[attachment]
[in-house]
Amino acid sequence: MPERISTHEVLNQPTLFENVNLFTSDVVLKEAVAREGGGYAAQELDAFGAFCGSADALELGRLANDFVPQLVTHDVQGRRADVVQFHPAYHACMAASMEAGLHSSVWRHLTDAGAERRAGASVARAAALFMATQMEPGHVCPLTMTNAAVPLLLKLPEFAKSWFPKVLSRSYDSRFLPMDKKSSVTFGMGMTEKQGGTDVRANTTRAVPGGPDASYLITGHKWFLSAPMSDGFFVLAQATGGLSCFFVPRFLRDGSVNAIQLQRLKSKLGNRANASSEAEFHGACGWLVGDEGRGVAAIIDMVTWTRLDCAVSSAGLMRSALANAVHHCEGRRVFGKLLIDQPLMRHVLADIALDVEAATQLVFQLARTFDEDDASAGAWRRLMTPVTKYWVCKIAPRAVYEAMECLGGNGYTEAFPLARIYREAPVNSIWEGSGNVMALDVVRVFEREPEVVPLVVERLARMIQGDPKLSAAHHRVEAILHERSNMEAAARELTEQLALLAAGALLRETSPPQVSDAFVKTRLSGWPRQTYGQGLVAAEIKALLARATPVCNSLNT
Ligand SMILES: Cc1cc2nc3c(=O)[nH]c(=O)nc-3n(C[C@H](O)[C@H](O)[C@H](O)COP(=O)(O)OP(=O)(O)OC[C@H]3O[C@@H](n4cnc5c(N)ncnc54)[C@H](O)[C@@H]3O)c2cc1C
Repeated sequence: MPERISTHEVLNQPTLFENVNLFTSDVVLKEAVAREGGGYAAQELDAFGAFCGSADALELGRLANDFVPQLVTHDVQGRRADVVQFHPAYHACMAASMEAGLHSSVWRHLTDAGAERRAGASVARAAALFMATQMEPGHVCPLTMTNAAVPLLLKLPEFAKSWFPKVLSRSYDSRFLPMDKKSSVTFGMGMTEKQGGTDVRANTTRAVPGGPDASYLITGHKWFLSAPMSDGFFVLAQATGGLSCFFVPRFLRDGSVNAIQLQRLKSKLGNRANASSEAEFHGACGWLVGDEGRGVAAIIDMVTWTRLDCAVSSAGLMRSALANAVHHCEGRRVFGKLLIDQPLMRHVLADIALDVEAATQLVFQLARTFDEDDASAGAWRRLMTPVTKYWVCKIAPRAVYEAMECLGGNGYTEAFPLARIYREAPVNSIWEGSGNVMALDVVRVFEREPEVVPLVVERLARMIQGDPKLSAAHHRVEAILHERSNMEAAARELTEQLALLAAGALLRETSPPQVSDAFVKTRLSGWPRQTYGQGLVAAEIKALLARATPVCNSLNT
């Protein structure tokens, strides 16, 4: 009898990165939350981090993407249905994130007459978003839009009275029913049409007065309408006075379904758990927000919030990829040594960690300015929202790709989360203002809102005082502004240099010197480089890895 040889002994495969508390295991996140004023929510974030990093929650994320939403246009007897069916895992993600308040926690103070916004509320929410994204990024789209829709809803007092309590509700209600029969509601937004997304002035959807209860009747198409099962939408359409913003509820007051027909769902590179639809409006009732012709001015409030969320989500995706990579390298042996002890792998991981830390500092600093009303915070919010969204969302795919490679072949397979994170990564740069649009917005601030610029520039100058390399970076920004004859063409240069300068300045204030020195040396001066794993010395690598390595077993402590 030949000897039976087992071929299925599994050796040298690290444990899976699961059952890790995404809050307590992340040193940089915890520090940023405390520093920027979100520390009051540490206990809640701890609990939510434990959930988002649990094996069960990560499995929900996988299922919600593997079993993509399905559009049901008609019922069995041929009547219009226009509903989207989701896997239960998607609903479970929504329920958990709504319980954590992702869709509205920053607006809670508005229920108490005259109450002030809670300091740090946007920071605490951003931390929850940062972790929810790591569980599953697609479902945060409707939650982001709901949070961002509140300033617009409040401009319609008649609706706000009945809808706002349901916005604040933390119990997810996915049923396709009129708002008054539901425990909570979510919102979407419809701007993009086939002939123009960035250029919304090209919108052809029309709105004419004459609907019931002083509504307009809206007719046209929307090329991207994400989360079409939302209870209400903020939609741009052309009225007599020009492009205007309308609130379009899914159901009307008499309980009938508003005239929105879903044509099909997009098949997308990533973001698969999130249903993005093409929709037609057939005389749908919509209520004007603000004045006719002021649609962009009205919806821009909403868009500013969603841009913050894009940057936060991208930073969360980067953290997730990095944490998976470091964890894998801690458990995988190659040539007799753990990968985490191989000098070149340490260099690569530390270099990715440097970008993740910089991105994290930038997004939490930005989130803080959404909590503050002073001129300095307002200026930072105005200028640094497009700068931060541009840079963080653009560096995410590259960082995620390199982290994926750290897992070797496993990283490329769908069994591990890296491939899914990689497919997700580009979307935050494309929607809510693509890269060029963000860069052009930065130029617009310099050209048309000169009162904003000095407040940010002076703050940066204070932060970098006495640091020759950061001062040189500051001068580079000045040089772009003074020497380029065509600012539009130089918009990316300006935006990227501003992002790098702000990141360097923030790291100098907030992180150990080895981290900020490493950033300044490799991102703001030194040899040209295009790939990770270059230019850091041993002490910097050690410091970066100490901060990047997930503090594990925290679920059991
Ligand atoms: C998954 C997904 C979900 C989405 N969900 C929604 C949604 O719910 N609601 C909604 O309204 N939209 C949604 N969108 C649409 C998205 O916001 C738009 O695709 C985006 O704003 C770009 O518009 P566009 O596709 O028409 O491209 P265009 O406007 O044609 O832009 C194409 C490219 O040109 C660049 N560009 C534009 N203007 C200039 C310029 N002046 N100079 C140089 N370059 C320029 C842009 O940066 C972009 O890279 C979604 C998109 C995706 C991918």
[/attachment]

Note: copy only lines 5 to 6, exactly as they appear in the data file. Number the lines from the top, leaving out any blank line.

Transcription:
């Protein structure tokens, strides 16, 4: 009898990165939350981090993407249905994130007459978003839009009275029913049409007065309408006075379904758990927000919030990829040594960690300015929202790709989360203002809102005082502004240099010197480089890895 040889002994495969508390295991996140004023929510974030990093929650994320939403246009007897069916895992993600308040926690103070916004509320929410994204990024789209829709809803007092309590509700209600029969509601937004997304002035959807209860009747198409099962939408359409913003509820007051027909769902590179639809409006009732012709001015409030969320989500995706990579390298042996002890792998991981830390500092600093009303915070919010969204969302795919490679072949397979994170990564740069649009917005601030610029520039100058390399970076920004004859063409240069300068300045204030020195040396001066794993010395690598390595077993402590 030949000897039976087992071929299925599994050796040298690290444990899976699961059952890790995404809050307590992340040193940089915890520090940023405390520093920027979100520390009051540490206990809640701890609990939510434990959930988002649990094996069960990560499995929900996988299922919600593997079993993509399905559009049901008609019922069995041929009547219009226009509903989207989701896997239960998607609903479970929504329920958990709504319980954590992702869709509205920053607006809670508005229920108490005259109450002030809670300091740090946007920071605490951003931390929850940062972790929810790591569980599953697609479902945060409707939650982001709901949070961002509140300033617009409040401009319609008649609706706000009945809808706002349901916005604040933390119990997810996915049923396709009129708002008054539901425990909570979510919102979407419809701007993009086939002939123009960035250029919304090209919108052809029309709105004419004459609907019931002083509504307009809206007719046209929307090329991207994400989360079409939302209870209400903020939609741009052309009225007599020009492009205007309308609130379009899914159901009307008499309980009938508003005239929105879903044509099909997009098949997308990533973001698969999130249903993005093409929709037609057939005389749908919509209520004007603000004045006719002021649609962009009205919806821009909403868009500013969603841009913050894009940057936060991208930073969360980067953290997730990095944490998976470091964890894998801690458990995988190659040539007799753990990968985490191989000098070149340490260099690569530390270099990715440097970008993740910089991105994290930038997004939490930005989130803080959404909590503050002073001129300095307002200026930072105005200028640094497009700068931060541009840079963080653009560096995410590259960082995620390199982290994926750290897992070797496993990283490329769908069994591990890296491939899914990689497919997700580009979307935050494309929607809510693509890269060029963000860069052009930065130029617009310099050209048309000169009162904003000095407040940010002076703050940066204070932060970098006495640091020759950061001062040189500051001068580079000045040089772009003074020497380029065509600012539009130089918009990316300006935006990227501003992002790098702000990141360097923030790291100098907030992180150990080895981290900020490493950033300044490799991102703001030194040899040209295009790939990770270059230019850091041993002490910097050690410091970066100490901060990047997930503090594990925290679920059991
Ligand atoms: C998954 C997904 C979900 C989405 N969900 C929604 C949604 O719910 N609601 C909604 O309204 N939209 C949604 N969108 C649409 C998205 O916001 C738009 O695709 C985006 O704003 C770009 O518009 P566009 O596709 O028409 O491209 P265009 O406007 O044609 O832009 C194409 C490219 O040109 C660049 N560009 C534009 N203007 C200039 C310029 N002046 N100079 C140089 N370059 C320029 C842009 O940066 C972009 O890279 C979604 C998109 C995706 C991918």